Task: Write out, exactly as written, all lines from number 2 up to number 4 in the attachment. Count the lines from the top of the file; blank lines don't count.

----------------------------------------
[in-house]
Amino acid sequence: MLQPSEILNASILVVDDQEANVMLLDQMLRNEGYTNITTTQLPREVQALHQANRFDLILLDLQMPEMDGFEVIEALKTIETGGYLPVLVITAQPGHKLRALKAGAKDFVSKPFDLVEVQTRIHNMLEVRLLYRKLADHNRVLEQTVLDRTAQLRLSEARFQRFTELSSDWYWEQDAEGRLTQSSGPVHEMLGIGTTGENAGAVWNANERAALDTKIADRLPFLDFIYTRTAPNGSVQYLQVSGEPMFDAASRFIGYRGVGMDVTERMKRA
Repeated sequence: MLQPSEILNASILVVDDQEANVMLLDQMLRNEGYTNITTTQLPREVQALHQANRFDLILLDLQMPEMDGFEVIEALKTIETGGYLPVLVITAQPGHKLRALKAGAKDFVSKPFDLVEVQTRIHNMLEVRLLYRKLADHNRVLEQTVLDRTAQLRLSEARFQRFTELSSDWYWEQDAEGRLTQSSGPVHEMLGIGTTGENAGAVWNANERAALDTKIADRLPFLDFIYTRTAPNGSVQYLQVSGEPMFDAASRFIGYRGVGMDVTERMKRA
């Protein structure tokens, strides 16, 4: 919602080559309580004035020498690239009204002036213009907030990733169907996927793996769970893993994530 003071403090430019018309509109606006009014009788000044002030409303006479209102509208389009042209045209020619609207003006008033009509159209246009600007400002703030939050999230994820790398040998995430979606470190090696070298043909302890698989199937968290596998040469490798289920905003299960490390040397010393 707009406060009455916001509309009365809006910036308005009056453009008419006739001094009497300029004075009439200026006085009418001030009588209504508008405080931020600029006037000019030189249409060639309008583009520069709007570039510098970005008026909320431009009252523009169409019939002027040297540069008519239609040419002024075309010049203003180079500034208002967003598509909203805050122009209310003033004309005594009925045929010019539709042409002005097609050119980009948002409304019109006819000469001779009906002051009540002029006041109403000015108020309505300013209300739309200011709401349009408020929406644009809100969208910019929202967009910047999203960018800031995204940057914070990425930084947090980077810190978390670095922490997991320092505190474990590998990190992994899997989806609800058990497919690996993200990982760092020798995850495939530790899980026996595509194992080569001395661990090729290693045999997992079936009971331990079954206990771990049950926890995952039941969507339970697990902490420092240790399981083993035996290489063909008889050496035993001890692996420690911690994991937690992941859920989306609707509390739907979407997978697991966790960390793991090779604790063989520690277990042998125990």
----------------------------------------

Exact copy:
Amino acid sequence: MLQPSEILNASILVVDDQEANVMLLDQMLRNEGYTNITTTQLPREVQALHQANRFDLILLDLQMPEMDGFEVIEALKTIETGGYLPVLVITAQPGHKLRALKAGAKDFVSKPFDLVEVQTRIHNMLEVRLLYRKLADHNRVLEQTVLDRTAQLRLSEARFQRFTELSSDWYWEQDAEGRLTQSSGPVHEMLGIGTTGENAGAVWNANERAALDTKIADRLPFLDFIYTRTAPNGSVQYLQVSGEPMFDAASRFIGYRGVGMDVTERMKRA
Repeated sequence: MLQPSEILNASILVVDDQEANVMLLDQMLRNEGYTNITTTQLPREVQALHQANRFDLILLDLQMPEMDGFEVIEALKTIETGGYLPVLVITAQPGHKLRALKAGAKDFVSKPFDLVEVQTRIHNMLEVRLLYRKLADHNRVLEQTVLDRTAQLRLSEARFQRFTELSSDWYWEQDAEGRLTQSSGPVHEMLGIGTTGENAGAVWNANERAALDTKIADRLPFLDFIYTRTAPNGSVQYLQVSGEPMFDAASRFIGYRGVGMDVTERMKRA
């Protein structure tokens, strides 16, 4: 919602080559309580004035020498690239009204002036213009907030990733169907996927793996769970893993994530 003071403090430019018309509109606006009014009788000044002030409303006479209102509208389009042209045209020619609207003006008033009509159209246009600007400002703030939050999230994820790398040998995430979606470190090696070298043909302890698989199937968290596998040469490798289920905003299960490390040397010393 707009406060009455916001509309009365809006910036308005009056453009008419006739001094009497300029004075009439200026006085009418001030009588209504508008405080931020600029006037000019030189249409060639309008583009520069709007570039510098970005008026909320431009009252523009169409019939002027040297540069008519239609040419002024075309010049203003180079500034208002967003598509909203805050122009209310003033004309005594009925045929010019539709042409002005097609050119980009948002409304019109006819000469001779009906002051009540002029006041109403000015108020309505300013209300739309200011709401349009408020929406644009809100969208910019929202967009910047999203960018800031995204940057914070990425930084947090980077810190978390670095922490997991320092505190474990590998990190992994899997989806609800058990497919690996993200990982760092020798995850495939530790899980026996595509194992080569001395661990090729290693045999997992079936009971331990079954206990771990049950926890995952039941969507339970697990902490420092240790399981083993035996290489063909008889050496035993001890692996420690911690994991937690992941859920989306609707509390739907979407997978697991966790960390793991090779604790063989520690277990042998125990």